Today in sports history (1980), the Miracle on Ice took place in Lake Placid, New York during the 1980 Winter Olympics. If you are somehow unfamiliar with what is widely accepted as the most celebrated and unexpected victory in U.S. sports history, read on and learn about the greatest underdog story of all time.
What Made “Miracle on Ice” so Special?
As has been said more than a few times over the last 42 years, the Miracle on Ice was not just a hockey game. In the year 1980, tensions between the United States and the then-Soviet Union were at an all-time high. Beyond just the Cold War implications and the constant unrest caused by the Soviets around the world, their hockey team was very good. Exceptionally good. It cannot be understated how dominant they were.
This, of course, did not just come randomly and happen to line up with the formation of the 1980 U.S. Olympic team under head coach Herb Brooks. The Soviets had been dominating the world hockey scene after their first Gold Medal in 1952. They went on to win Gold at five of the next six Olympic games, defeating NHL All-Star teams many years in a row along the way.
The U.S. Men’s Hockey team had won just one single Gold Medal in their history up to that point, and the group of players hand-selected by Brooks were considered a rag-tag, heavily underdog group who had severely underperformed in the months leading up to the 1980 Olympics, including a 10-3 blowout loss to the Soviets in front of a sold-out Madison Square Garden crowd just a hand full of days before the Olympic Opening Ceremonies.
No one outside of Brooks and his players believed they could win the next time they met. However, the entire world was backing the United States at that point, putting unimaginable pressure on the team.
Who Was Herb Brooks?
The movie Miracle is one of the greatest sports films of all time. Beyond the incredible true story, the casting was perfect and the film’s quote-ability is amongst the best in history. The movie tells the story of the team and their journey to Gold, but at the same time it tells just as deep of a story about Herb Brooks, who he was as a person and his immense love for the game of hockey.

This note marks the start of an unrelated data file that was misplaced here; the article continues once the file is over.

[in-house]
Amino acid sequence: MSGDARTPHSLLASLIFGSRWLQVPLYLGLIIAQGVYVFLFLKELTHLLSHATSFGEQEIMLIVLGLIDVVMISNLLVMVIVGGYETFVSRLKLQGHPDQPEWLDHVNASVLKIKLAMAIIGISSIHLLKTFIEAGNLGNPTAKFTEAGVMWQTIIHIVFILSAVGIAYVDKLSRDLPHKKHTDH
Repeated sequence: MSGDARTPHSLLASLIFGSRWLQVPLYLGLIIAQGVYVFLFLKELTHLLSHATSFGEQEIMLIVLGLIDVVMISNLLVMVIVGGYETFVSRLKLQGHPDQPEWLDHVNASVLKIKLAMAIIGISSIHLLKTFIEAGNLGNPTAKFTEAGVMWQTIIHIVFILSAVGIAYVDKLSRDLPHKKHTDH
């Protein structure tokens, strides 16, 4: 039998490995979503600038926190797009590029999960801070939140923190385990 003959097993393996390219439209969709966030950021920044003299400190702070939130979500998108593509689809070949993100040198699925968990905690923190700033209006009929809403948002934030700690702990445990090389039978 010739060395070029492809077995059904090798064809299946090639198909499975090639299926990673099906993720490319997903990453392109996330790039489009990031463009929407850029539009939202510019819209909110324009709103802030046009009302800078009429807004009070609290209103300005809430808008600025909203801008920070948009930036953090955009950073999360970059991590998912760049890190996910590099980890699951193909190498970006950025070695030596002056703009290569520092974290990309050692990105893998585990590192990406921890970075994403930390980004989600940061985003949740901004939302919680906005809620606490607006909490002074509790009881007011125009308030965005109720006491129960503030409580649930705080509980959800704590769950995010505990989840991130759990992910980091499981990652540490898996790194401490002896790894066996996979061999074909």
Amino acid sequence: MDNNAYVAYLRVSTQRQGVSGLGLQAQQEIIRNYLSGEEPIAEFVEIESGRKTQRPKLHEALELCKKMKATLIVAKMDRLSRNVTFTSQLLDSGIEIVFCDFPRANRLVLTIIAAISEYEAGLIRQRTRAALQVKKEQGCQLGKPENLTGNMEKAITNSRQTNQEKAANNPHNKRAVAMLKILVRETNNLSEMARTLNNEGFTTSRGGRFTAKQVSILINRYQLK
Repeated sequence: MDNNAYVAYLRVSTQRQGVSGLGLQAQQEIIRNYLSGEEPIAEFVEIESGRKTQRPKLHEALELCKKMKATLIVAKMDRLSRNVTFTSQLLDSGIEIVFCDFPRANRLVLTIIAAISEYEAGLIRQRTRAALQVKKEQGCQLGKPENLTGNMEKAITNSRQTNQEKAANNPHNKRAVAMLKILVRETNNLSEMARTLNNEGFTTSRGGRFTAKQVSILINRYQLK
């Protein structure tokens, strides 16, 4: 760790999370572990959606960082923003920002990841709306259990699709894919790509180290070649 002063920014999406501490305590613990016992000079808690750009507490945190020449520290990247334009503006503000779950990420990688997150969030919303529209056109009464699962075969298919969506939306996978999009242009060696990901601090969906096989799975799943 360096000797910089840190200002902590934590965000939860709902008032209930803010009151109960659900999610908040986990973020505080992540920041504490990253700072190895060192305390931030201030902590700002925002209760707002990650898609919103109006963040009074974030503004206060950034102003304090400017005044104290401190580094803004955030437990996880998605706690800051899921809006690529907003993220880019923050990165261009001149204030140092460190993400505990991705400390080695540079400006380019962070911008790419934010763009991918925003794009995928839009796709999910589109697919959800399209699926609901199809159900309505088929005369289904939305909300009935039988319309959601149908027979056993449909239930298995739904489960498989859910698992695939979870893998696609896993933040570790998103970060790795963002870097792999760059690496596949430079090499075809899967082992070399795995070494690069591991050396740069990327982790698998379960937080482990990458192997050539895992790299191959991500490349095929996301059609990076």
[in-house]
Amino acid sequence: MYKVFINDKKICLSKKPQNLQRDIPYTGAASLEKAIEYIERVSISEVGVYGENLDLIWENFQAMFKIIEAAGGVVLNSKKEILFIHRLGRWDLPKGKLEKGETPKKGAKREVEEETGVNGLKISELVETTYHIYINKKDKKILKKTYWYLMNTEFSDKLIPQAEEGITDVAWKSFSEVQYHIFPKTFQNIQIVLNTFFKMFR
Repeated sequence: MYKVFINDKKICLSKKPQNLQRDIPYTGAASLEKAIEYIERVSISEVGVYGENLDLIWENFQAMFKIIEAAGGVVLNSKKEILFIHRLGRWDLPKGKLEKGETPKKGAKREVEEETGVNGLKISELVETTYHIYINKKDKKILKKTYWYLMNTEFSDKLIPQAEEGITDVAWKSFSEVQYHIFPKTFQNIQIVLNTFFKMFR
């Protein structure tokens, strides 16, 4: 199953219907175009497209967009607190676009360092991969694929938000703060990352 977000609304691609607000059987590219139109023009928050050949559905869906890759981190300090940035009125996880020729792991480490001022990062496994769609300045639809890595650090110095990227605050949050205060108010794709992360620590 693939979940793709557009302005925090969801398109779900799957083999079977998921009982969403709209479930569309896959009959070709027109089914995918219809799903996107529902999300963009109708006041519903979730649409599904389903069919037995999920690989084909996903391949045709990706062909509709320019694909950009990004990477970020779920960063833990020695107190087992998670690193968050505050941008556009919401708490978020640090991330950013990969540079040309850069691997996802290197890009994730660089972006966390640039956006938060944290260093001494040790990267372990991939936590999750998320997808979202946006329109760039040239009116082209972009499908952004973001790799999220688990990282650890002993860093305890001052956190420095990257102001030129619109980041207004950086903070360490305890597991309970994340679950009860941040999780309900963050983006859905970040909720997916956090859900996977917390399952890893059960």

At the time he was hired, Brooks was the head coach at the University of Minnesota, where he led the Gophers to great success including four NCAA National Championship appearances in just seven years. They were able to win three of them.
He was highly respected amongst the college ranks, but not many had faith he’d be able to see the same success on the world stage. Team USA had been struggling mightily on the Olympic stage, with just one medal in the previous 12 years. So, after a few other coaches turned down the job, Herb Brooks was hired and went to work assembling his team.
There was another element to the Olympics for Brooks though. Many casual fans probably do not know this, but back then, roughly 28 skaters would start out having made the team, while the coaches were responsible for whittling that number down to a final roster of 20 to be submitted before the Olympic Games begin. This already difficult task would prove to be even more emotionally taxing for Herb Brooks, as he was the 21st member of the 1960 roster. In other words, he was the last man to be sent home and after many months of intense practice and training, he had to watch the team he was just a member of go on to win a Gold Medal. The only one in United States history up to that point.
Solidifying the Gold Medal | 1980 Olympics
There is another element to these 1980 Olympics that people might not fully understand. Unlike today’s Games, which are set up in tournament bracket style where you win and advance to take on the other team who won and so on, the Medal Round schedule had already been pre-determined and would not have changed despite the outcome of the USA vs. Soviets game.
The system was based on points, which were earned through victories, ties and losses, and the USA just so happened to be slated to play the Soviets first.
While the story and the game were cool enough in themselves, the impact may have been remembered differently four decades later if the United States had not gone on to solidify the Gold. In the ultimate let down spot, the U.S. Men still had to play against Finland in the days after the Miracle victory. If the United States had lost the game to Finland, not only would the USA have potentially dropped to the Bronze Medal position, but the Soviets would have still been Gold Medal Champions, as they owned the tiebreakers over every other team.
With just 20 minutes left in their Olympic adventure, the United States trailed Finland 2-1 after two periods. Thankfully, they rose to the occasion and found a way to score three unanswered goals in the third period, leading to a 4-2 victory and sealing an unexpected, hard-earned and well-deserved gold medal.
Miracle on Ice Impact Today
The fact that the Miracle on Ice is still heavily celebrated today speaks volumes as to how impactful of a victory it truly was. There is hardly a hockey player on earth who will not tell you Miracle is their favorite movie and leaves you with nerves, goosebumps, motivation and inspiration every single time you watch it.
Whether it’s the movie footage or the real footage, Al Michael’s legendary “Do you believe in miracles” call will leave you watching in awe time after time, year after year.
There may never be such a meaningful game again in our country’s history.
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